This is the flag of Nebraska, another state in which I have lived, but not since I was old enough to vote. NAVA voted it the second-worst state, territorial, or provincial flag in the U.S. and Canada; and the one that made last place has already been replaced. So according to those who know, this is apparently as bad as they get. It's a blue field - again - with the state seal in the middle - again - and text around the edge of it telling you that it's the state seal - again - along with the month, day, and year of statehood. Inside the border of the seal are a ribbon bearing the motto "Equality before the law," and mountains, a train, a blacksmith at his anvil, a farm, a forest, a riverboat, etc., and the only reason I think it improves on Oregon's two-color flag is that it adds a third color (silver, in addition to gold and blue). The art might be slightly better, too. But there's just too much going on, more than a flag can carry well. Nebraska's state highway signs did it better, when they showed a simple illustration of a covered wagon, representing the pioneer trail. That's what needs to be on this flag - that and nothing else.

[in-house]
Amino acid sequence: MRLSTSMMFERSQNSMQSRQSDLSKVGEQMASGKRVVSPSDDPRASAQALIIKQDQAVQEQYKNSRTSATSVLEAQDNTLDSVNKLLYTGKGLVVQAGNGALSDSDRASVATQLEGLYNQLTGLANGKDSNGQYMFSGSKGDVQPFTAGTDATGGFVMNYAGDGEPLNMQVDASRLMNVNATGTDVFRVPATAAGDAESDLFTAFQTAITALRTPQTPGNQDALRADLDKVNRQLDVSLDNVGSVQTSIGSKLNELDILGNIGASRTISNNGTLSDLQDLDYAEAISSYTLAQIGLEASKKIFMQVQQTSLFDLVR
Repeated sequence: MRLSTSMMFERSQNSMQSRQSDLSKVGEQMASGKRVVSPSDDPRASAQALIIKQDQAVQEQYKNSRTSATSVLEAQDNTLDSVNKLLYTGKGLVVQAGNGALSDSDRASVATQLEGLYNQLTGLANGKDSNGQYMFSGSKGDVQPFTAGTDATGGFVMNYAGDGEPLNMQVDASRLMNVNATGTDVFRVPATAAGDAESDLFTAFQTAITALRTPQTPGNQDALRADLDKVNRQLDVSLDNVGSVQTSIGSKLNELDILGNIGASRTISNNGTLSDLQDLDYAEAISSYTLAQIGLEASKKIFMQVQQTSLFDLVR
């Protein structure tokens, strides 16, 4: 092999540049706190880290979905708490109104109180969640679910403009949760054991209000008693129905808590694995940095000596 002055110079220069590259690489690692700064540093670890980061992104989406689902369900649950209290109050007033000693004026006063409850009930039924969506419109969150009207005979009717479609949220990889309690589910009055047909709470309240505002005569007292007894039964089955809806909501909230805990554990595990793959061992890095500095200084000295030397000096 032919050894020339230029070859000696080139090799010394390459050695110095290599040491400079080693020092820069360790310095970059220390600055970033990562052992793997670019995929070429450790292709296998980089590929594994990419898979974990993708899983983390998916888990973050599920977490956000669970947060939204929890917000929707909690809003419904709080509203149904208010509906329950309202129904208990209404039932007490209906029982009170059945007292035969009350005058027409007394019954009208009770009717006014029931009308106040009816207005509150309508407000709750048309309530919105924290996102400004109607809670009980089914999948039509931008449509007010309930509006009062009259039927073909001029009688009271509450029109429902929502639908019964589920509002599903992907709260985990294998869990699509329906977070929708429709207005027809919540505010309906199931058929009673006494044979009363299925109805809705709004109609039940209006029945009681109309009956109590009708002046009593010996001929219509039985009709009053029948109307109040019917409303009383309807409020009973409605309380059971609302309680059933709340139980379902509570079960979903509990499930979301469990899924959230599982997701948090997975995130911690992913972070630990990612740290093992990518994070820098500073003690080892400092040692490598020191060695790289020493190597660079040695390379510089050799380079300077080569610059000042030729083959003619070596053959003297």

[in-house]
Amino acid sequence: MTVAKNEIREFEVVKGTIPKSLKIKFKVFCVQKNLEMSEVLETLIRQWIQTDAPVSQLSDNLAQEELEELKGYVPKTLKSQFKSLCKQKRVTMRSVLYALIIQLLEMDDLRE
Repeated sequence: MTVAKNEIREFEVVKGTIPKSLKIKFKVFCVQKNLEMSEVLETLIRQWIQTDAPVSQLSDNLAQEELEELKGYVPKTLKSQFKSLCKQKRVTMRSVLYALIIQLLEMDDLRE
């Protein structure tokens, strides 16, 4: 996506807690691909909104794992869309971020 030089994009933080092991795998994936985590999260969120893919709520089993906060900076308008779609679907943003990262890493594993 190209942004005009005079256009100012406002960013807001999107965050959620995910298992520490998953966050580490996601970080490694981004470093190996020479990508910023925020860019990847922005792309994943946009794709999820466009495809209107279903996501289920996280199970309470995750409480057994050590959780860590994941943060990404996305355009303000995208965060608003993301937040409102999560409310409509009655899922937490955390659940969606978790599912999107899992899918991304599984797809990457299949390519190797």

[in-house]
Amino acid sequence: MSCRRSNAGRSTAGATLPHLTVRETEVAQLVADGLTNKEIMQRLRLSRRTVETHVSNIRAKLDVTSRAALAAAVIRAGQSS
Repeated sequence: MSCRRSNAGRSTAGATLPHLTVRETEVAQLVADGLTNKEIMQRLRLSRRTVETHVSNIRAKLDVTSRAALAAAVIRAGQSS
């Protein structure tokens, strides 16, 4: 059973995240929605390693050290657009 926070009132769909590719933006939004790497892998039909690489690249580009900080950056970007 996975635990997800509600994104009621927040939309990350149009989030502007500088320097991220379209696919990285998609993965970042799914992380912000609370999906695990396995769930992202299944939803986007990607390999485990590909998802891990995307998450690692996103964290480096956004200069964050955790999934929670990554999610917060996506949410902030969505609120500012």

New Hampshire's flag, from the bottom up, comprises a blue flag (oh, Lord), with a ring of laurel sprigs and nine stars surrounding the state seal (yes, I know this tune: N.H. is the ninth state), and inside the border of the seal it tells you it's the seal of the state of New Hampshire (of course), then another laurel wreath, and then an allegorical scene depicting the Revolutionary War frigate Raleigh beached on yellow New Hampshire granite, with the sun rising over the sea beyond it and the stars and stripes waving from its stern. This epitome of all that sucks about state flags that suck needs to be replaced, like yesterday. A good start would be to clear out all the greenery, the words, and all the other stuff holding the picture of the Raleigh down to microscopic size, and let the ship fill the canvas, as it were.